To stay connected with customers and prospects during the height of the pandemic, the Chinese clothing brand Yinman used WeChat. It credits the strategy for attracting 650,000 new customers, despite substantial store closures.

Retailers must also prioritize employee communication. Employees are your brand ambassadors, the enablers and protectors of your customer experience. Communicate the steps you are taking to keep them safe via email, written documentation, and in-store messaging and signage.

Do not forget to express your gratitude and to celebrate wins. Show people you appreciate their time and do so publicly. This is always best practice, but it matters now more than ever.

Change the mood

Customers used to go to stores because they wanted a memorable, enjoyable experience. That is still true in some cases, but these days, they also want to feel cared for and safe.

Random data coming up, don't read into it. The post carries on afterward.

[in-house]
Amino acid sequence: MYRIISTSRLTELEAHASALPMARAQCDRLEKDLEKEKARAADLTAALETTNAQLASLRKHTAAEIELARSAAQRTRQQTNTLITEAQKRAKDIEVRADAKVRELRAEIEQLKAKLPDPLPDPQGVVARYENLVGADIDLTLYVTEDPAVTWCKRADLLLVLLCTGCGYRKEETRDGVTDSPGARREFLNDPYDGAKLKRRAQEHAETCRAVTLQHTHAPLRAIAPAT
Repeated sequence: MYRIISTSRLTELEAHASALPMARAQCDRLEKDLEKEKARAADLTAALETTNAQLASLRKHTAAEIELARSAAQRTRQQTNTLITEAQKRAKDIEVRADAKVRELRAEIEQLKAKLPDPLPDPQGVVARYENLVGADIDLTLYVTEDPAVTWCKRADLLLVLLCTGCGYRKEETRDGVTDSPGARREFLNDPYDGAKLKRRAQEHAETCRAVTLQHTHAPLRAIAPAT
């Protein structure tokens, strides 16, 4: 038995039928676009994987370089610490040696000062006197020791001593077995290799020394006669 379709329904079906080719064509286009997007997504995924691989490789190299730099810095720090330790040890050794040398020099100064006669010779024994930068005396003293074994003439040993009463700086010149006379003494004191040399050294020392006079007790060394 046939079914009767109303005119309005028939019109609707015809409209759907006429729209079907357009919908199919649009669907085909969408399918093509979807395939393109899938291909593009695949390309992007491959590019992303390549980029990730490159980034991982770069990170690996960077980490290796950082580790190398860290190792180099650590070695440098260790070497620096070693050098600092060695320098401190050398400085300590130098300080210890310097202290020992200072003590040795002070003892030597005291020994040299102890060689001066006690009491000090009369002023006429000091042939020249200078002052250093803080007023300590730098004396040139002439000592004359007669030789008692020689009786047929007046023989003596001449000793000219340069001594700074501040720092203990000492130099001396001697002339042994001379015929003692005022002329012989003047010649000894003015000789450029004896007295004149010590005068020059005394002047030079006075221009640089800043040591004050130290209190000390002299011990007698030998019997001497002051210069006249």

There is less room for bravado moments or high-energy atmospheres. Shoppers want softer tones and more emotional, personalized connections.

Retailers, including stores, hotels, and restaurants, should reflect this state of mind in the music they play, the lighting they choose, and the digital and voice messaging they use to communicate safety protocols and updates.

Be sure to educate your staff about the mood you are trying to create. You may need to change your in-person greetings to show empathy and relevance. Communication feels more real in the post-COVID age. People are desperate for human communication.

So, urge your team to embrace authentic, human connection and to go the extra mile to reward patronage. Perhaps that means reaching out with a phone call to thank someone for their purchase or to address a customer service issue. Taking the extra step will come back ten-fold, across channels.